Publish Date: December 11, 2012
How I got this book: eARC from Netgalley
Amidst the snowy peaks of the Rocky Mountains in 1871, Daniel Hobart keeps to himself—a man with a hole in his heart that matches the scar on his face. But when Daniel starts having visions of a young girl crying out for help, he begins to fear that solitude may have caused him to lose his mind. Determined to find out the truth about the mysterious girl, Daniel travels into New Hope and learns that she’s the missing daughter of widow Lacy Ellis.
After a year of heartbreak, Lacy isn’t sure what to make of Daniel’s claims of seeing her daughter. But when he sets out to find Hannah on his own, Lacy decides to join him, allowing herself one last chance to hope. And as they retrace the long-cold trail of Hannah’s disappearance, two broken people manage to take some small comfort in each other, and in the possibility of a miracle…
*blurb from Goodreads
Kaki Warner has presented us with a lovely novella that, although not overtly related to the holiday season, is a particularly heartwarming story and just perfect for this time of year. One of the many challenges of writing a novella is creating a story that feels complete and not rushed. I actually felt like I was reading a full-length novel, but not because it took a long time to read. Rather because of the slow thoroughness to the language Warner uses to anchor the story in backcountry living. You get the sense that life has a much slower pace – as one might expect when the fastest mode of travel involves horses. This does not translate as boring however, far from it. The writing style and language is engaging.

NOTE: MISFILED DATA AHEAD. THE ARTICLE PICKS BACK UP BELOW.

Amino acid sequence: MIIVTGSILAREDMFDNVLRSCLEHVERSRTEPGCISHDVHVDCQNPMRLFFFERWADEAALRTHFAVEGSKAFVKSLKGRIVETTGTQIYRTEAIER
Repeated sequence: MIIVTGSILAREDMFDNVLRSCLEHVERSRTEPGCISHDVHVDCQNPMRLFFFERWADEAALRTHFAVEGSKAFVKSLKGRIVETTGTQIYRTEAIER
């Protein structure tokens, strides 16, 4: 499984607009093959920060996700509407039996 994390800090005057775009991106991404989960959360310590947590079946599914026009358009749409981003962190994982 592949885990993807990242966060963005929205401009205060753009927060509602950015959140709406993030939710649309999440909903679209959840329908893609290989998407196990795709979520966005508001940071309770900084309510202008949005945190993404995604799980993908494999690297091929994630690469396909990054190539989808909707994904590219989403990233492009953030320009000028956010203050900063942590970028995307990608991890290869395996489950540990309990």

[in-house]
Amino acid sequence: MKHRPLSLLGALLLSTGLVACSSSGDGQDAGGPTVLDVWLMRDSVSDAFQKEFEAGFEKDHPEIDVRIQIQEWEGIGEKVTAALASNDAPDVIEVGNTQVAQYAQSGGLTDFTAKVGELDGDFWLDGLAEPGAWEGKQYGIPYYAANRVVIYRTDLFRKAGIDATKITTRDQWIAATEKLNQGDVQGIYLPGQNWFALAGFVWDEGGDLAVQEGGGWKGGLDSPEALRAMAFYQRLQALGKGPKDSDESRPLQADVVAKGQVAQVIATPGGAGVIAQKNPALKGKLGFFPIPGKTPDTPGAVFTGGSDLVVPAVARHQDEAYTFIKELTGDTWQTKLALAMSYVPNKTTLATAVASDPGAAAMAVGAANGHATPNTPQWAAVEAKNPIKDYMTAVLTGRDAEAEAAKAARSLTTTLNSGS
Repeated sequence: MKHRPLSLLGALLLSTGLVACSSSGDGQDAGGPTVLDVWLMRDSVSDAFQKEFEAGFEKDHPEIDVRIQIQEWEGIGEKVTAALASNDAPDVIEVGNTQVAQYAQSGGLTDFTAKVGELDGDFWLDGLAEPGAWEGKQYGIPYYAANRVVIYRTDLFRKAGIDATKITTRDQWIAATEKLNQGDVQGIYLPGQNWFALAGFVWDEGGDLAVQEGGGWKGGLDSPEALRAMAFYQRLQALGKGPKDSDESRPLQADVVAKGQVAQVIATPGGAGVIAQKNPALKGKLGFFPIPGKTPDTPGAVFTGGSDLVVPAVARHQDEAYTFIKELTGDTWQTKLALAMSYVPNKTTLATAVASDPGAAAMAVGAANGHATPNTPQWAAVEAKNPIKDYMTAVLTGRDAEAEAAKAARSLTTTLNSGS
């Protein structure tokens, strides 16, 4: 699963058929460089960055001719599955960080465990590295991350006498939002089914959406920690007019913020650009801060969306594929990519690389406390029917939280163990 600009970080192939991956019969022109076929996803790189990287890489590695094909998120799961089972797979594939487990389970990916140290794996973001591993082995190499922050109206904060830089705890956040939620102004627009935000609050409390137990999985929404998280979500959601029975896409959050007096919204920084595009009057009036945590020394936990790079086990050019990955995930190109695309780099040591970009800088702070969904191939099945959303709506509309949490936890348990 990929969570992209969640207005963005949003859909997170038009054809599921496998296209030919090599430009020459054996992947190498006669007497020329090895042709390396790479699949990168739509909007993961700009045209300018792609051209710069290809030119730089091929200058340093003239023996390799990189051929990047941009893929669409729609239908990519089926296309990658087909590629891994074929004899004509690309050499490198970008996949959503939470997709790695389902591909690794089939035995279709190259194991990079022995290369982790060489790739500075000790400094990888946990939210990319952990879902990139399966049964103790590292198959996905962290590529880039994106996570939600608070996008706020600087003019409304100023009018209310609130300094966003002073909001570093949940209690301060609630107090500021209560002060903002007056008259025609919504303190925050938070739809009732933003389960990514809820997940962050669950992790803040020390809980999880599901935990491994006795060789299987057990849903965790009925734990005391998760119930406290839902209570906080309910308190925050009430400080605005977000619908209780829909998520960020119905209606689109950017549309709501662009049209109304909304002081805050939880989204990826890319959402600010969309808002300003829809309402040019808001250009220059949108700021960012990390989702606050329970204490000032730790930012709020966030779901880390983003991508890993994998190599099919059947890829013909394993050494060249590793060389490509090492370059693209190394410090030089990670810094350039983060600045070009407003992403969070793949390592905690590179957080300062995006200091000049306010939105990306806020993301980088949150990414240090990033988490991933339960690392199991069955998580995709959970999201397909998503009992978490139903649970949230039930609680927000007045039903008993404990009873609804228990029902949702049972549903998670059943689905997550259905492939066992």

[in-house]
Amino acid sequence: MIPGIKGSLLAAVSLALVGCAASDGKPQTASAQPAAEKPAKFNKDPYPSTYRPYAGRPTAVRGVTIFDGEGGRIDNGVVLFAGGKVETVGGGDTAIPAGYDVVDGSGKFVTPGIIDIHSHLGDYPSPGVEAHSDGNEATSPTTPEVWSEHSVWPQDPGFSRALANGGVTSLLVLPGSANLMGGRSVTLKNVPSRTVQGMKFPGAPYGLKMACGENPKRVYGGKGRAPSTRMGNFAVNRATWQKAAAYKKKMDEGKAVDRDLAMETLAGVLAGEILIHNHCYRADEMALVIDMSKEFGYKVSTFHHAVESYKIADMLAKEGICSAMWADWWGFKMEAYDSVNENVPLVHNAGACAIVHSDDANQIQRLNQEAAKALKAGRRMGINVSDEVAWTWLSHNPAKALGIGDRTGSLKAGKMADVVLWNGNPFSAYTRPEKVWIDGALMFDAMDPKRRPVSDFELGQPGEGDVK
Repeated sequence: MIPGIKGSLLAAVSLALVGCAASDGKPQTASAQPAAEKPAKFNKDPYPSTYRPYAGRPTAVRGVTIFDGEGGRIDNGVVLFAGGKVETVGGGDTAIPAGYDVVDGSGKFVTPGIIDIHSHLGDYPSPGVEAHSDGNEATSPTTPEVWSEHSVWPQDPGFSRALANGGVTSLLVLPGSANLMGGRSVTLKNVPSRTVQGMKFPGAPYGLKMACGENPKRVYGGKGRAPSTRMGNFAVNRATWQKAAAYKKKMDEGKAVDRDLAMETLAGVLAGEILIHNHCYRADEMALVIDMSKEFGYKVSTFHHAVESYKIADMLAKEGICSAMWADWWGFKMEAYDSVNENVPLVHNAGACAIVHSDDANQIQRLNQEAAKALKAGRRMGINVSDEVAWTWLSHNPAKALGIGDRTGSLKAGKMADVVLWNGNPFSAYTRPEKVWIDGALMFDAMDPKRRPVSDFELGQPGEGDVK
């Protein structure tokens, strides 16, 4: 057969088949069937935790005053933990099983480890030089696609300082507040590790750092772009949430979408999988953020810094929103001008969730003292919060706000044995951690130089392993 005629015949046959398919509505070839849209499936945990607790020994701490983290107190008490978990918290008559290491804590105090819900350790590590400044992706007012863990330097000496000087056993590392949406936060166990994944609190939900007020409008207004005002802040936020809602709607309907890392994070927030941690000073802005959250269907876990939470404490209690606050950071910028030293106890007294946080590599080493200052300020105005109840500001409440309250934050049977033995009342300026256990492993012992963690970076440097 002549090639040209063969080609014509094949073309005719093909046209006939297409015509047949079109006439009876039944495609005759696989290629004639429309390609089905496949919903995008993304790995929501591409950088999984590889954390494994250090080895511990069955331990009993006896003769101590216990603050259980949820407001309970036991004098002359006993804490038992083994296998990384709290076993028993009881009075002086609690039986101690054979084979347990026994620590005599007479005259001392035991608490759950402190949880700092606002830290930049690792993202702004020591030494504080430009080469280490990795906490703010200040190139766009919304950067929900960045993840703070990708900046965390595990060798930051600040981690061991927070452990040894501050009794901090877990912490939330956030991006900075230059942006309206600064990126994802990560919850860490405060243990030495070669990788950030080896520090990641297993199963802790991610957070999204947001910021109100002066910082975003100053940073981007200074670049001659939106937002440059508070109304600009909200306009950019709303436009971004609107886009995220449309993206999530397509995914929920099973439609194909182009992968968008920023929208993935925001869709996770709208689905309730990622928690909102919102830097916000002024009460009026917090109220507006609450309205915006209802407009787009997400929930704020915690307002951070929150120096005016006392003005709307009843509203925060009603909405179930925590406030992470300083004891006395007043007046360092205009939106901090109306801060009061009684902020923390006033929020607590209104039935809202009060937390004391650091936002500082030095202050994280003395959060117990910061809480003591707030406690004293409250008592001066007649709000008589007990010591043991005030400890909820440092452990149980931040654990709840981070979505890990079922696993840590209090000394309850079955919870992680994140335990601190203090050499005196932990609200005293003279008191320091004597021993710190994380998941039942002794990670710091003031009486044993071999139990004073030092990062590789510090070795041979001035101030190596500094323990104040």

My favorite section of the book includes the first third or so of the story where the narrative firmly grounds us in Daniel’s character. I enjoyed getting to know Daniel, his daily life experiences and musings. Clearly, Daniel is an intuitive, something probably not really discussed or perhaps even fully examined back in 1871. I found Warner’s approach to this interesting. She chose a straightforwardness to it, presented it in a matter-of-fact way as I could imagine it being discussed (or not) during that time period. There was a brief sanity check and then an acceptance and life moved on. No navel gazing or wonderment at the specialness of it.
We don’t get to know Lacy all that well. I didn’t really get a sense for the foundation of the romance or where it built from (outside of Daniel’s attraction to her). The courtship just seemed a foregone conclusion and Daniel didn’t seem to need Lacy’s input. While I did get a sense of Daniel’s attraction to Lacy, I didn’t get so much the other way around until much later. The main impetus for Daniel pursuing Lacy came from a statement made by Lacy’s brother and not Lacy herself. I suppose some of that could be explained by the time period (1871) and also the fact that although this is a romance, the primary focus of the novella stayed with Daniel and his journey of redemption. Having said that, the romance, once it developed, was sweet and conducted in the ways proper to the time (i.e., nothing explicit).
As for Daniel’s journey of redemption, this was mirrored in his efforts to find Hannah, Lacy’s daughter who had gone missing. The starkness of winter, the bitter cold and the obstacles encountered along the way represented the walls he had built around himself. He would have to overcome these challenges if he was ever to thaw the ice in his heart and find happiness again.
This was a very solid and entertaining read. I enjoyed it very much and will definitely add Kaki Warner to my list of authors I need to read more of.
My rating of Miracle in New Hope is a B.